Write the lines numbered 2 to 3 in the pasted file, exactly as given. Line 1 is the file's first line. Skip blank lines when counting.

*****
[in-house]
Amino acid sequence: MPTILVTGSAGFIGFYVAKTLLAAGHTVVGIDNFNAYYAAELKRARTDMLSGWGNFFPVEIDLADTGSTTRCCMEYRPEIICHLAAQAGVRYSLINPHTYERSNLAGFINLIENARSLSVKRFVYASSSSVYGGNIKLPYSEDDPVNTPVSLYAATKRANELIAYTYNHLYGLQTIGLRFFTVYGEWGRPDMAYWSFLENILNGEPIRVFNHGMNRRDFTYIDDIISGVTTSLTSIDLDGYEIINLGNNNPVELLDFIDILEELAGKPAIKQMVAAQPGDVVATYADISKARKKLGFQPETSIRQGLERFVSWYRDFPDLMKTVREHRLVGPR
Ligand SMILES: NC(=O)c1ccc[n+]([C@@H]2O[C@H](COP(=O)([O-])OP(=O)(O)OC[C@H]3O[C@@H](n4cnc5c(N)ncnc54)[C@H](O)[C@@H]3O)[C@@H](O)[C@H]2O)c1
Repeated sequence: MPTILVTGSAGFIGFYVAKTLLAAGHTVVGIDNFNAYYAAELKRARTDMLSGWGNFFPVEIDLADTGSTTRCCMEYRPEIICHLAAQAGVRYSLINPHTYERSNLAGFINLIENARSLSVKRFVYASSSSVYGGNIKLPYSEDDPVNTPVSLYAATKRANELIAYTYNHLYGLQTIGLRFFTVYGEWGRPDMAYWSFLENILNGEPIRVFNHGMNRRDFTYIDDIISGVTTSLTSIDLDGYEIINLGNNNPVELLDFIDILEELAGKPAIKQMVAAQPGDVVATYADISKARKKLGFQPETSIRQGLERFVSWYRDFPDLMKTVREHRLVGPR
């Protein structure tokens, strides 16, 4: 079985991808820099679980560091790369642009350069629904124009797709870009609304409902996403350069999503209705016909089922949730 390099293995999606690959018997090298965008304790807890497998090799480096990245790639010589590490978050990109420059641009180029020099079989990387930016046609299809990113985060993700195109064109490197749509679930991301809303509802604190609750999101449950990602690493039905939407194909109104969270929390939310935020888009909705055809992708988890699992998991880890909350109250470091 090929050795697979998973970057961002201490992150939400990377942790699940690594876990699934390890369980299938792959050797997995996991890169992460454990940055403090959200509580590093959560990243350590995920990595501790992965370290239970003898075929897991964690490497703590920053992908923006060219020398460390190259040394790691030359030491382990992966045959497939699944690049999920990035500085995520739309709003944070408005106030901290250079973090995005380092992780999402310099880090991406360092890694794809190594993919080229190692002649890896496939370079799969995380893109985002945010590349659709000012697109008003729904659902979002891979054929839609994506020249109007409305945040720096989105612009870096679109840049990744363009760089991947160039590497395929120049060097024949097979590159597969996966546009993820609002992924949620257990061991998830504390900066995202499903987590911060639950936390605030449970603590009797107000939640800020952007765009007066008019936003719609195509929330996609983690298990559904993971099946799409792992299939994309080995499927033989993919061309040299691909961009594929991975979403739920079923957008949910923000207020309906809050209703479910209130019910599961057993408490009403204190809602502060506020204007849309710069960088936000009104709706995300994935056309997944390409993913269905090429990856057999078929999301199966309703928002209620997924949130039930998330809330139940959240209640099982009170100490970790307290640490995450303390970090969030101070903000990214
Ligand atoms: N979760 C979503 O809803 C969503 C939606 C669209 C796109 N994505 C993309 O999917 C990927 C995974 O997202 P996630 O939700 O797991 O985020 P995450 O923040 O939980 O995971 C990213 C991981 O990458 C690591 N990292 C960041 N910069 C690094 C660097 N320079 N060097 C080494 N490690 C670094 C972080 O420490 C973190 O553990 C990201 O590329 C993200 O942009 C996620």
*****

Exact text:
Amino acid sequence: MPTILVTGSAGFIGFYVAKTLLAAGHTVVGIDNFNAYYAAELKRARTDMLSGWGNFFPVEIDLADTGSTTRCCMEYRPEIICHLAAQAGVRYSLINPHTYERSNLAGFINLIENARSLSVKRFVYASSSSVYGGNIKLPYSEDDPVNTPVSLYAATKRANELIAYTYNHLYGLQTIGLRFFTVYGEWGRPDMAYWSFLENILNGEPIRVFNHGMNRRDFTYIDDIISGVTTSLTSIDLDGYEIINLGNNNPVELLDFIDILEELAGKPAIKQMVAAQPGDVVATYADISKARKKLGFQPETSIRQGLERFVSWYRDFPDLMKTVREHRLVGPR
Ligand SMILES: NC(=O)c1ccc[n+]([C@@H]2O[C@H](COP(=O)([O-])OP(=O)(O)OC[C@H]3O[C@@H](n4cnc5c(N)ncnc54)[C@H](O)[C@@H]3O)[C@@H](O)[C@H]2O)c1